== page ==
“There is no doubt that Sci-Hub, the infamous—and, according to a U.S. court, illegal—online repository of pirated research papers, is enormously popular. (SeeScience’s investigation last year ofwho is downloading papers from Sci-Hub.) But just how enormous is its repository? That is the question biodata scientist Daniel Himmelstein at the University of Pennsylvania and colleagues recently set out to answer, after an assist from Sci-Hub.
Their findings, published in a preprint on the PeerJ journal site on 20 July, indicate that Sci-Hub can instantly provide access to more than two-thirds of all scholarly articles, an amount that Himmelstein says is “even higher” than he anticipated. For research papers protected by a paywall, the study found Sci-Hub’s reach is greater still, with instant access to 85% of all papers published in subscription journals. For some major publishers, such as Elsevier, more than 97% of their catalog of journal articles is being stored on Sci-Hub’s servers—meaning they can be accessed there for free.
Given that Sci-Hub has access to almost every paper a scientist would ever want to read, and can quickly obtain requested papers it doesn’t have, could the website truly topple traditional publishing? In a chat with ScienceInsider, Himmelstein concludes that the results of his study could mark “the beginning of the end” for paywalled research. This interview has been edited for clarity and brevity. …”
“One of the world’s largest science publishers, Elsevier, won a default legal judgement on 21 June against websites that provide illicit access to tens of millions of research papers and books. A New York district court awarded Elsevier US$15 million in damages for copyright infringement by Sci-Hub, the Library of Genesis (LibGen) project and related sites.
Judge Robert Sweet had ruled in October 2015 that the sites violate US copyright. The court issued a preliminary injunction against the sites’ operators, who nevertheless continued to provide unauthorized free access to paywalled content. Alexandra Elbakyan, a former neuroscientist who started Sci-Hub in 2011, operates the site out of Russia, using varying domain names and IP addresses.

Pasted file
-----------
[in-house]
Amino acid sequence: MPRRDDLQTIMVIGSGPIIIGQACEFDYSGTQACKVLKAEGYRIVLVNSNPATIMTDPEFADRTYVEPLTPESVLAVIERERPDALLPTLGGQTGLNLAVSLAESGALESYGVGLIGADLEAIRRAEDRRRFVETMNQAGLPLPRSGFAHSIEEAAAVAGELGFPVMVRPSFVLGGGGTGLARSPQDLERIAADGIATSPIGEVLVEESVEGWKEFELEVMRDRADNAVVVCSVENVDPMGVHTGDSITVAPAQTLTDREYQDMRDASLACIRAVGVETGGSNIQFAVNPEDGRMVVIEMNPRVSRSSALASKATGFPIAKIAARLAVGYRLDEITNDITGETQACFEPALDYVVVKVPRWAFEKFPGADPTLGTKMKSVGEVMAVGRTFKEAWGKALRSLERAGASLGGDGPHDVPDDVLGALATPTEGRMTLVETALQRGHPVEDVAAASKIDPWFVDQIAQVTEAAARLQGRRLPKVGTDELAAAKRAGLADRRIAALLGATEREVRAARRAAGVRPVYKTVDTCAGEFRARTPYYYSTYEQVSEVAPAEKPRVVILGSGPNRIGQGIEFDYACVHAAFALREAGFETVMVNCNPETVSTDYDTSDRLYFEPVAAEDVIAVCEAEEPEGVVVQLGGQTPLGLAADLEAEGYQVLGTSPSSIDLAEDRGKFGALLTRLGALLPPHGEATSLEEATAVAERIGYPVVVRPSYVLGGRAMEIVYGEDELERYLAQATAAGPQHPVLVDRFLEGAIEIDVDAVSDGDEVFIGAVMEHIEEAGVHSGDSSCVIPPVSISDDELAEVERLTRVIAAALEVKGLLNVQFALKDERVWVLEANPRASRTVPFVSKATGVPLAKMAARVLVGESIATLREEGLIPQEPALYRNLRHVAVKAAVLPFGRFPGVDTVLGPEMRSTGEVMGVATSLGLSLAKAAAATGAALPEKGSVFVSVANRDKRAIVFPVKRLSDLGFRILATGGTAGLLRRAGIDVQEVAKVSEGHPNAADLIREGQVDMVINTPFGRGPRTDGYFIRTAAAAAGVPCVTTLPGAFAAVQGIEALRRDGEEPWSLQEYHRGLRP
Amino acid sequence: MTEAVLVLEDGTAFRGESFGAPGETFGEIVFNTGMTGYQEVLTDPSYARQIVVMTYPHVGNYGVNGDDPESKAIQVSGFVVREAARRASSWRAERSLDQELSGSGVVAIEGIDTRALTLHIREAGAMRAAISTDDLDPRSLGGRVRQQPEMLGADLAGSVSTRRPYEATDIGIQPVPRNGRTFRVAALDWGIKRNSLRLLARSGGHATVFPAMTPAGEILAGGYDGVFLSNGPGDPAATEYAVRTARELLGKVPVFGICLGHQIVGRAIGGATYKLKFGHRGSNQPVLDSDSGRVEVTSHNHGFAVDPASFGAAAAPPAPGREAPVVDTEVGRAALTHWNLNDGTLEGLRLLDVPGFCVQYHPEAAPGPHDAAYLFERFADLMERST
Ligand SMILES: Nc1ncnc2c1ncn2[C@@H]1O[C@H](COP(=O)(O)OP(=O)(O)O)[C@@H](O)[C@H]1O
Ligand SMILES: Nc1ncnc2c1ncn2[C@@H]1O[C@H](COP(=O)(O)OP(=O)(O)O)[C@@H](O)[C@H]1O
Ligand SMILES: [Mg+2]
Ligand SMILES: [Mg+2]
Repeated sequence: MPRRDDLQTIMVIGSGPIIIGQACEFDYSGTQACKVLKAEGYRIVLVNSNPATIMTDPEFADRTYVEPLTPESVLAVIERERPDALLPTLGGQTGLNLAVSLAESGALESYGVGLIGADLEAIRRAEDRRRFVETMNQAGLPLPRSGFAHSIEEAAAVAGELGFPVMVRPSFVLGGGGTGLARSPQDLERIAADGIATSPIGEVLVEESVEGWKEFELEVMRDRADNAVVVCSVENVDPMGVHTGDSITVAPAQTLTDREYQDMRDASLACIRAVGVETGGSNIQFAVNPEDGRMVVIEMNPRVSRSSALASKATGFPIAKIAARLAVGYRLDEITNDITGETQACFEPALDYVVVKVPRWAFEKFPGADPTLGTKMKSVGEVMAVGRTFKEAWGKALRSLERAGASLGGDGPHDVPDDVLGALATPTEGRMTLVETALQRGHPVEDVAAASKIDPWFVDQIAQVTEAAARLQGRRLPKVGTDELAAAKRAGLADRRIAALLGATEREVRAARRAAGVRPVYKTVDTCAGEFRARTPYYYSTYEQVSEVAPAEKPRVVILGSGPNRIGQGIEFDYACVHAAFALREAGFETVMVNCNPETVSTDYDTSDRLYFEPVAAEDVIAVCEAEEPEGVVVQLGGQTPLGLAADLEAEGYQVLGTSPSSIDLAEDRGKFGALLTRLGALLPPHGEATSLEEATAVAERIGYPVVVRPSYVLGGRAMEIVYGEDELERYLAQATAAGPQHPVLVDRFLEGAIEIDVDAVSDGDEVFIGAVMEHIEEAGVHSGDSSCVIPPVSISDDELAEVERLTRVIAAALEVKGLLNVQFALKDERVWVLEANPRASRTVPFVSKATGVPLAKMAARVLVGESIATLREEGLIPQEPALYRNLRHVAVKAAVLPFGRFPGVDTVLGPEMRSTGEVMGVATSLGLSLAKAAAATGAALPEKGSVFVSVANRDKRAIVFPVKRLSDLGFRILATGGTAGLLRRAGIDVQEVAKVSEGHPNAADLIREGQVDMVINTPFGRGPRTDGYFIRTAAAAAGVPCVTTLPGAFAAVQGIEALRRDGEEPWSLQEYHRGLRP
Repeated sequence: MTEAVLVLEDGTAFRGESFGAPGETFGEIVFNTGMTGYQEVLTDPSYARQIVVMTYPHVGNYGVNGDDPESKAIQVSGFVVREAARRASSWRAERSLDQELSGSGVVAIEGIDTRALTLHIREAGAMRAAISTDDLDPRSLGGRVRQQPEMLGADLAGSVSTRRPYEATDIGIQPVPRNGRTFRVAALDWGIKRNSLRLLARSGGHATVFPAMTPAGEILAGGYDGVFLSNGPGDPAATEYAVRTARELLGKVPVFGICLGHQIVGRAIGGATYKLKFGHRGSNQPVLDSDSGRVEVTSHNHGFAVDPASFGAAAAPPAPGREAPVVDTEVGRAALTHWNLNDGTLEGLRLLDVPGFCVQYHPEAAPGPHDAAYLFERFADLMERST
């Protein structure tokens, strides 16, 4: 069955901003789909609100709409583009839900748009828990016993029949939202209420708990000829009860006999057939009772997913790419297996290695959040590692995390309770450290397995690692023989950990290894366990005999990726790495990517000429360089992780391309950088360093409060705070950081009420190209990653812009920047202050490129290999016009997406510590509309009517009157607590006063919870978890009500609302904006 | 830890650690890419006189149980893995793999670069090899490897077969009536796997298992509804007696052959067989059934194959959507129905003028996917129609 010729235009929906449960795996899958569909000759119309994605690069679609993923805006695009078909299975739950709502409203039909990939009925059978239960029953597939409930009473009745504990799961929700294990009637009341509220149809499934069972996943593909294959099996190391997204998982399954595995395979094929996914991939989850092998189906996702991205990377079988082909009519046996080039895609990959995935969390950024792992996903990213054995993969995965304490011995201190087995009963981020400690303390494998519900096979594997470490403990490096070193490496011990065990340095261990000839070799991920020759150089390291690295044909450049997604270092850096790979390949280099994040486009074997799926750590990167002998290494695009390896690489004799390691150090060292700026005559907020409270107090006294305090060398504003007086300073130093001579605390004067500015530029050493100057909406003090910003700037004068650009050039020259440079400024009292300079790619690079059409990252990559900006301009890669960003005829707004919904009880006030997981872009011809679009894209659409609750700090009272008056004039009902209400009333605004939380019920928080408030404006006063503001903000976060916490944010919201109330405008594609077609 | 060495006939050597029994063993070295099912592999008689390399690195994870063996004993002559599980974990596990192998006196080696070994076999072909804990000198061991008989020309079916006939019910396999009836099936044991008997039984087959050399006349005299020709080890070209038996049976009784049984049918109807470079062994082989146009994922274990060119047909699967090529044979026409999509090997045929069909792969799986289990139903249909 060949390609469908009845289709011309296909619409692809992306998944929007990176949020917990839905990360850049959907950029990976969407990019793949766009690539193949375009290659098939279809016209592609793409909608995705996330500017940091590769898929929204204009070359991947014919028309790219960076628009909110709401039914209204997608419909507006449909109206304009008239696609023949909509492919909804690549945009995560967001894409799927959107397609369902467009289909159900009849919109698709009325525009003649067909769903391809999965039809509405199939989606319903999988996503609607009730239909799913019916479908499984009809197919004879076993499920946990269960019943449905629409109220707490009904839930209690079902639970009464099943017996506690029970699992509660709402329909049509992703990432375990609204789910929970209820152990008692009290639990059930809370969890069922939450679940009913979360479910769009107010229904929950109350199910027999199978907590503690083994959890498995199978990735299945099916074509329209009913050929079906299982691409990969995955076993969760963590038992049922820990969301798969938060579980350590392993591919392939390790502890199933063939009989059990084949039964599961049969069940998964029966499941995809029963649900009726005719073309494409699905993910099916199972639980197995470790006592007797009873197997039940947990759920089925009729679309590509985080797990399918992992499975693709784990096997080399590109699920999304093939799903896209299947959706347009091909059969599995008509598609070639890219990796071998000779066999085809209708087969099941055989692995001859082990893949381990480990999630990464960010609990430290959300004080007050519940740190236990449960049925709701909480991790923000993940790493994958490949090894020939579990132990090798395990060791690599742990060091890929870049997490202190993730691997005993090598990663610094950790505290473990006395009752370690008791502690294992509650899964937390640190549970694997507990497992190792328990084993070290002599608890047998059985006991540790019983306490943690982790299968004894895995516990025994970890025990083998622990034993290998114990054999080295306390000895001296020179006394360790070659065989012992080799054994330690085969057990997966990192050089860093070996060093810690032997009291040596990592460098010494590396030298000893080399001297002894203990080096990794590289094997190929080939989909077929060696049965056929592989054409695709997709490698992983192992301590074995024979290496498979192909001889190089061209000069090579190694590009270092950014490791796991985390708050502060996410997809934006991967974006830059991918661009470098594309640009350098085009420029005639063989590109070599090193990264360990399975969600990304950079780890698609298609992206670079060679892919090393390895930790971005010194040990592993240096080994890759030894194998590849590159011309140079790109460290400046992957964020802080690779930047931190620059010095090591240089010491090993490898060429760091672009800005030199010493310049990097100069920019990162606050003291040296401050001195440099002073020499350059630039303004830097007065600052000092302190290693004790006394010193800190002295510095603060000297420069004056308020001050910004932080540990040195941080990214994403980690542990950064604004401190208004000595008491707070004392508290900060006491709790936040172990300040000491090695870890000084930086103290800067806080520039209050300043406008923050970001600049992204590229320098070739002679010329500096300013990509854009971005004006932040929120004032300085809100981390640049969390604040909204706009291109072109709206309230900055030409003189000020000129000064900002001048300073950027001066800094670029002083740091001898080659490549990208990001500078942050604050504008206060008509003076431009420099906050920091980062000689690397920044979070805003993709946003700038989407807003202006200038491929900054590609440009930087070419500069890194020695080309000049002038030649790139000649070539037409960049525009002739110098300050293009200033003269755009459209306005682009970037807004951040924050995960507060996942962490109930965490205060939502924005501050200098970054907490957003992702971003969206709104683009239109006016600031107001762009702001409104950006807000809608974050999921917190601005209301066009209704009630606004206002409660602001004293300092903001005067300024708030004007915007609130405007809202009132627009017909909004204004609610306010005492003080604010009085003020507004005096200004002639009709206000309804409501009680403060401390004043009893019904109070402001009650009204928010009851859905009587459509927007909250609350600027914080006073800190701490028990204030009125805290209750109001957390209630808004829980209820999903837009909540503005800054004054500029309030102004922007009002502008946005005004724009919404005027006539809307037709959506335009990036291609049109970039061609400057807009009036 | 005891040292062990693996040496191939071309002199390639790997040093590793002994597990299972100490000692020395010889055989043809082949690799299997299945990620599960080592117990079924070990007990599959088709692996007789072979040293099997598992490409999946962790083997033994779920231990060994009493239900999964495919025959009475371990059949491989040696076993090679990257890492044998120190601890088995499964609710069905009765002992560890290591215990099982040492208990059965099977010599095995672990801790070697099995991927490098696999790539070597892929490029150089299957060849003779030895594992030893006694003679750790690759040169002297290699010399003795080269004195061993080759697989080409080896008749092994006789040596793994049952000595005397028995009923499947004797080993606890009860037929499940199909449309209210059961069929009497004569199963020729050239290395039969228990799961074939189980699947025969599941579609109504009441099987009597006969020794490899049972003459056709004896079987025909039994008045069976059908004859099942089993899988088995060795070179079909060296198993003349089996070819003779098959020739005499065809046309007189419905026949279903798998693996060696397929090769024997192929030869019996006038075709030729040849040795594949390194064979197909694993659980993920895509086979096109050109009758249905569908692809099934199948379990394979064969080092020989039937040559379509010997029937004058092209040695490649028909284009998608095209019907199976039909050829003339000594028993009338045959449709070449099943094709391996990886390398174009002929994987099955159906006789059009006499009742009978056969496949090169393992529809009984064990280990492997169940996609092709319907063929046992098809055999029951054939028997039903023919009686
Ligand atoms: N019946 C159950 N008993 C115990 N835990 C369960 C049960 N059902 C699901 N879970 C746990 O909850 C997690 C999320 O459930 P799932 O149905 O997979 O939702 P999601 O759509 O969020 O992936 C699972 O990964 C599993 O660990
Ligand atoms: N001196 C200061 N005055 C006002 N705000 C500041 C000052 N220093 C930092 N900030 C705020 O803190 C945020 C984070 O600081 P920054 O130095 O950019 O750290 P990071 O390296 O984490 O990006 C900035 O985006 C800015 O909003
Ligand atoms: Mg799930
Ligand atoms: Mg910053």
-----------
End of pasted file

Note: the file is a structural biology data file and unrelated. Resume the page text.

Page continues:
In May, Elsevier gave the court a list of 100 articles illicitly made available by Sci-Hub and LibGen, and asked for a permanent injunction and damages totalling $15 million. The Dutch publishing giant holds the copyrights for the largest share of the roughly 28 million papers downloaded from Sci-Hub in 2016, followed by Springer Nature and Wiley-Blackwell. (Nature is published by Springer Nature, and Nature’s news and comment team is editorially independent of the publisher.) According to a recent analysis, almost 50% of articles requested from Sci-Hub are published by these three companies….”
“Sci-Hub remains among the most common sites via which readers circumvent article paywalls and access scholarly literature. But where exactly are its download requests coming from? And just what is being downloaded? Bastian Greshake has analysed the full Sci-Hub corpus and its request data, and found that articles are being downloaded from all over the world, more recently published papers are among the most requested, and there is a marked overrepresentation of requested articles from journals publishing on chemistry….”
“The Internet is pretty evenly split with articles hailing Sci-Hub as the heroine of OA and articles reminding everyone that piracy is not the same as OA. But for the masses of people using Sci-Hub, do they care?
A year ago, I wrote about harm being done to the OA movement when some of the loudest advocates started shilling for Sci-Hub. For researchers still skeptical of OA (and there are still a lot of those), aligning the OA movement with piracy is a big mistake.
There are many reasons Sci-Hub is not OA, not the least of which includes:
Reuse licenses are maintained from the original publication (most of it under copyright and not Creative Commons)
Sci-Hub leaches off library subscriptions so it’s all paid for anyway
Sci-Hub is not sustainable. Stealing stuff and giving it away to others is not a sustainable business plan.
Due to various legal actions, Sci-Hub jumps from domain to domain and search functionality is often blocked.”
“The University of California, Berkeley, will cut off public access to tens of thousands of video lectures and podcasts in response to a U.S. Justice Department order that it make the educational content accessible to people with disabilities….”